But the best part was, once award season was over, he was back on tour with his band, traveling the world, playing music for millions of screaming fans.

Leto proves that we have a responsibility to remake ourselves as we grow and as the world changes. To allow ourselves the freedom to change as we discover. To evaluate new opportunities as they present themselves. And to consider our evolving intellectual and experiential assets, always willing to change direction based on what we’ve learned. Even if that means circling back to something we haven’t done in years.

There’s a fantastic passage in The Artist’s Way about very idea, about remaking ourselves every few years in order to pursue something exciting and new:

“In order to grow as artists, we must be willing to risk. We must try to do something more and larger than what we have done before. We cannot continue indefinitely to replicate the successes of our past. Great careers are characterized by great risks. It takes courage to jettison the mantle of what we have done well for the chance to grab at the cape of what we might do even better. We cannot play it safe and expand as artists at the same time. We must risk expanding our territory.”

So that’s another path.

But what about this one?

A career, after all, is the feedback about the self that comes in response to the work. And sometimes that means gaining clarity around what’s not for us.

During a recent public radio interview, Jerry Seinfeld was asked if he ever considered a movie career, to which he replied, “What I do is the only thing that makes sense to me. I’m a standup comedian, and that’s what I call myself. As for acting, I don’t think the world needs me to do that.”

I like a man who knows who he is.

Which doesn’t mean Jerry’s not exploring new ways of being an artist, he simply doesn’t see another corridor for himself right now. And you have to respect that kind of artistic boundary.

So that’s another path.

And the good news is, there are a thousand more. And no two are the same. Each one comes replete with its unique set of challenges, rewards, experiences and learnings.

But whatever path you choose––or perhaps whatever path chooses you––what matters most is that you make use of everything you are.

The way I see it, as long as you’re going to spend you life weaving a story about yourself, you may as well blow the ceiling off of anything resembling a limitation.

Be like the mighty buffalo.

Leave no asset unharvested.

Saturday, March 29, 2014

How to Initiate Momentum in the Creative Process

We’ve already explored how to get your body of work onto the runway with the help of gravitational order. That’s one kind of momentum.

We’ve also talked about treating your work as a daily practice and professionalizing your creative process through commitment. That’s another kind of momentum.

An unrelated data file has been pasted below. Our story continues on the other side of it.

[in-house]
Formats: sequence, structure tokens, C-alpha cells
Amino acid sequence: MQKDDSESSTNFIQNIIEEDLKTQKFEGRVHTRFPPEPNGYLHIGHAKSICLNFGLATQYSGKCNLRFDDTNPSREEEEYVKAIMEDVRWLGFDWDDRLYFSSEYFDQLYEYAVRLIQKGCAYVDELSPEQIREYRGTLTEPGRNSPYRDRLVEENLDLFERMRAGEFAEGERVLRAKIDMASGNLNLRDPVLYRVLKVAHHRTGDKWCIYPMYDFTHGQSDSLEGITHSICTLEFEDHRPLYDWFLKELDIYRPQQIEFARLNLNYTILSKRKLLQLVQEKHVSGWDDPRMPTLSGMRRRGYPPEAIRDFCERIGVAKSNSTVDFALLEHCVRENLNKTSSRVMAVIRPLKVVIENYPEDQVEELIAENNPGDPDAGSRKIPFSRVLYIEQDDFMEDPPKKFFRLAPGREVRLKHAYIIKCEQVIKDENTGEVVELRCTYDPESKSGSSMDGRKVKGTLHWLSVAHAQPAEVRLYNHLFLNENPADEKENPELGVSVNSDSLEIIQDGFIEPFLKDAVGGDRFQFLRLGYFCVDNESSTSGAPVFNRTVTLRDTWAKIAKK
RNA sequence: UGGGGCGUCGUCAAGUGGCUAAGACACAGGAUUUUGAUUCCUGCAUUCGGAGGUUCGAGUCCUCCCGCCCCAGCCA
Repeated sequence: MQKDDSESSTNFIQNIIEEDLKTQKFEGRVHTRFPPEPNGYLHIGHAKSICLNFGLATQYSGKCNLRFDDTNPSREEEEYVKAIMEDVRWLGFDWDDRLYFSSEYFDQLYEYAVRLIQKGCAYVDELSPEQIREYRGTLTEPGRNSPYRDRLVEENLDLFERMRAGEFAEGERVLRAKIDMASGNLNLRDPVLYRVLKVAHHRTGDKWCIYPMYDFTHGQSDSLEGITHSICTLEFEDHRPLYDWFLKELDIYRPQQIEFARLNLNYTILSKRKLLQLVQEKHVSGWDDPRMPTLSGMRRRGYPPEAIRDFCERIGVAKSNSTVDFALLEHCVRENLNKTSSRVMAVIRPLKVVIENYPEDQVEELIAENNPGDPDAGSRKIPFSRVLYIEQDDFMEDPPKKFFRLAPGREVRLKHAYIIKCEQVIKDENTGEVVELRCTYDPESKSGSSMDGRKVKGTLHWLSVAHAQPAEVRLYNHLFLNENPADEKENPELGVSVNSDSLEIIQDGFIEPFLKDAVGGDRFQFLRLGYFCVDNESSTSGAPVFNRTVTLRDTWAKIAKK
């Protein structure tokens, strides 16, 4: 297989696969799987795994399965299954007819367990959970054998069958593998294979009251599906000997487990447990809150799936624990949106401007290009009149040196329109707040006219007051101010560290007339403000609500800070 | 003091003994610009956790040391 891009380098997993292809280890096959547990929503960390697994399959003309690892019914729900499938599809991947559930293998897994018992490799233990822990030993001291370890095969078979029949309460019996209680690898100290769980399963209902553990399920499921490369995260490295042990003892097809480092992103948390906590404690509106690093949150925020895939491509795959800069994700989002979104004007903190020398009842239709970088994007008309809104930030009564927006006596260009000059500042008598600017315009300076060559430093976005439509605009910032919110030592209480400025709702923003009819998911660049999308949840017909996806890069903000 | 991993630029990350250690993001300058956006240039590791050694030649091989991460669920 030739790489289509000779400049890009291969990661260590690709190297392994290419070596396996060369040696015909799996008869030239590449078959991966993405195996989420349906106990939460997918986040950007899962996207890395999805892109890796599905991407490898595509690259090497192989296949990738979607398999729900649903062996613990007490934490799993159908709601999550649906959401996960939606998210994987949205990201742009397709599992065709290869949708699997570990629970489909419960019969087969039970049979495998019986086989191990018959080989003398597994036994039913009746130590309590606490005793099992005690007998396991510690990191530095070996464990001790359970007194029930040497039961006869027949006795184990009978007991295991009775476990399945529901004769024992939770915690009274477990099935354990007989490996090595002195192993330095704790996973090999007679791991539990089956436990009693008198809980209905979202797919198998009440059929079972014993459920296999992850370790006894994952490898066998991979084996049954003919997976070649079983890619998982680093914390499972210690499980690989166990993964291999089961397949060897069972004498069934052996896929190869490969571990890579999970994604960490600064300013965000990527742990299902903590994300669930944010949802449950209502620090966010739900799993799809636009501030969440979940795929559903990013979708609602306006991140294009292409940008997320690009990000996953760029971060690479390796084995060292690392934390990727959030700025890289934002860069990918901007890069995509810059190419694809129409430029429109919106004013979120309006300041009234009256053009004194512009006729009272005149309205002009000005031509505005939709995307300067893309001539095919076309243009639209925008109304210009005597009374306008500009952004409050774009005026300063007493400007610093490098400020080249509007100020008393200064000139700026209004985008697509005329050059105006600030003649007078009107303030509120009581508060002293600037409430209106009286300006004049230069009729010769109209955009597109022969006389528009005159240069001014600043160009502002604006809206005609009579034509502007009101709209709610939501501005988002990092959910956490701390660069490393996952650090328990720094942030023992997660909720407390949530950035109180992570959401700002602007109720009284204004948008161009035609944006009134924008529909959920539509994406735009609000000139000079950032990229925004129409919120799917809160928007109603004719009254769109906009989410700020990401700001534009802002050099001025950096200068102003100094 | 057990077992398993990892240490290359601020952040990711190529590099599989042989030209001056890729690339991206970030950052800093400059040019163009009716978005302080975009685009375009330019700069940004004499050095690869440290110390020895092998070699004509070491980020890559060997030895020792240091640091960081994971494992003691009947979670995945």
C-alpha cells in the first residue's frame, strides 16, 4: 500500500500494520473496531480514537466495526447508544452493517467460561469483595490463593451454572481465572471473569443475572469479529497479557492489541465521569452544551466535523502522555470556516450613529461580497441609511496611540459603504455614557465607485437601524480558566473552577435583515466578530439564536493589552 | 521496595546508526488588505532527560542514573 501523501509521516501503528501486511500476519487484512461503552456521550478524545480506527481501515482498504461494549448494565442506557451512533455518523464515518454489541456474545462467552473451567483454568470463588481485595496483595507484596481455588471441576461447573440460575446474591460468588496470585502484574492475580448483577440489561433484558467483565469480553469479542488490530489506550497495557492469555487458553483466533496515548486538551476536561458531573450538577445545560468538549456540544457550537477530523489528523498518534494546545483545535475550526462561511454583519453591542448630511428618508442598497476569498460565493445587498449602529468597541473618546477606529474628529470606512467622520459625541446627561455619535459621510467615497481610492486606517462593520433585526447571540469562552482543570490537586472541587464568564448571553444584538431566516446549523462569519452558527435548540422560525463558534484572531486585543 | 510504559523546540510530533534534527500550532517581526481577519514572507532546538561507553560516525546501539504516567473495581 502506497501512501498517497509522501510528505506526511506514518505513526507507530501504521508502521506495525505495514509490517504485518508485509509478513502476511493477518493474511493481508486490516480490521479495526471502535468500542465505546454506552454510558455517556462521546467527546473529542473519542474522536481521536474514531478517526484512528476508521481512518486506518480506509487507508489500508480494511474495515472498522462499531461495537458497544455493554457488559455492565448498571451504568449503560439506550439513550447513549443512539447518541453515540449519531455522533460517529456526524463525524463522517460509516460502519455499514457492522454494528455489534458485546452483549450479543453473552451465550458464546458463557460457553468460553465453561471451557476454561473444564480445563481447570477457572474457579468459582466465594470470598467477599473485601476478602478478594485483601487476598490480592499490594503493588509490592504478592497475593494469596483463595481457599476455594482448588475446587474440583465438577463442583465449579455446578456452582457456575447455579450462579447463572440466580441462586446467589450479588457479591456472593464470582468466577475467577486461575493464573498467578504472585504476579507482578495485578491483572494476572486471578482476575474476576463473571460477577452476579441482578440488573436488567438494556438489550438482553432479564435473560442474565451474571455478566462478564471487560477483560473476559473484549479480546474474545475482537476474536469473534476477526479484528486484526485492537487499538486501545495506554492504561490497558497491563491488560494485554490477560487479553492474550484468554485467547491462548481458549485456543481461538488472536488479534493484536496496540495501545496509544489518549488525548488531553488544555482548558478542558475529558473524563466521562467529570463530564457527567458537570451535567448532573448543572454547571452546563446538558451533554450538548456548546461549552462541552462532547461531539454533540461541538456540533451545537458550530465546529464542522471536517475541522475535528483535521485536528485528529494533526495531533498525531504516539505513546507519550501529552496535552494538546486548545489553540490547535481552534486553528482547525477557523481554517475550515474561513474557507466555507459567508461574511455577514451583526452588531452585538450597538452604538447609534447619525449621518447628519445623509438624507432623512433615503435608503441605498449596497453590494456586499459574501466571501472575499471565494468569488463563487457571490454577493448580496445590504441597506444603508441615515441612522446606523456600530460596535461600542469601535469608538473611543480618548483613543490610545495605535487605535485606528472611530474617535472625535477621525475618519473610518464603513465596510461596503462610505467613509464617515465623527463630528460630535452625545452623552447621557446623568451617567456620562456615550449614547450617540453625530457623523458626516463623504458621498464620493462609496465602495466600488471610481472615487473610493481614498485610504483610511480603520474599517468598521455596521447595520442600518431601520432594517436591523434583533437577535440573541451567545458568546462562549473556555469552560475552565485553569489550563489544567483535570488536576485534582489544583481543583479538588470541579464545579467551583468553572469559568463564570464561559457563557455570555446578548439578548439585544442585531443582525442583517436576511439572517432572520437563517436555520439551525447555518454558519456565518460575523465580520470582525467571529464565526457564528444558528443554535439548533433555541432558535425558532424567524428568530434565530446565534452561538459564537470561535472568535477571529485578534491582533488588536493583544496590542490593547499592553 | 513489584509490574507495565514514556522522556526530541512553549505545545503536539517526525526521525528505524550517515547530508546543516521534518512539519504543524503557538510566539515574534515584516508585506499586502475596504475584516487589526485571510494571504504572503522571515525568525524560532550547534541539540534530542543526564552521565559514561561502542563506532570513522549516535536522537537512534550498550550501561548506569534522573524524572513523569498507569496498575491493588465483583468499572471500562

Next, we’re going to approach momentum from a project based level, looking at strategies to make it a powerful driving force for your work.

I was recently reading an interview in The Paris Review with Robert Crumb, the cartoonist who helped spawn the indie print culture of zines, graphic novels and comics, and he described his process in the following way:

“Getting started is like getting a rocket off the ground. You need the most energy and the most push to get moving, but once you’re up there and you’re going, then it’s easier to keep it going.”

Most creators have felt this way at some point. And the question has always been, exactly how do you get the rocket of the ground?

As someone who’s started a lot of things in his career, I’m happy to report:

You don’t need to have everything figured out, you just have to put energy toward it.

Something, anything, that initiates the launch sequence, immediately plunges you into action and builds momentum.

Eric Maisel, the world’s foremost creativity and meaning making coach, suggests that we choose projects and obsessions with the potential to galvanize us. Productively obsessing over ideas generates internal pressure that vexes and consumes us in a healthy way, he says. In the book Brainstorm, his case studies show that when we really bite into a mental task, we generate a demand. This demand amounts to real pressure, as real as any pressure a human can generate, and that builds momentum, turning our idea into some appropriate reality.

I struggled with this a few months ago when I found myself stuck in creative limbo.

If you’ve never been there before, it’s a bizarre existential space.

Not a block, per se, but more of a nervous disquiet. A lack of excitement around not having discovering something worth doing. A knowledge that you’re on the verge of a fiery new artistic pursuit, but an inability to turn yourself over to some pressing, meaningful creative demand.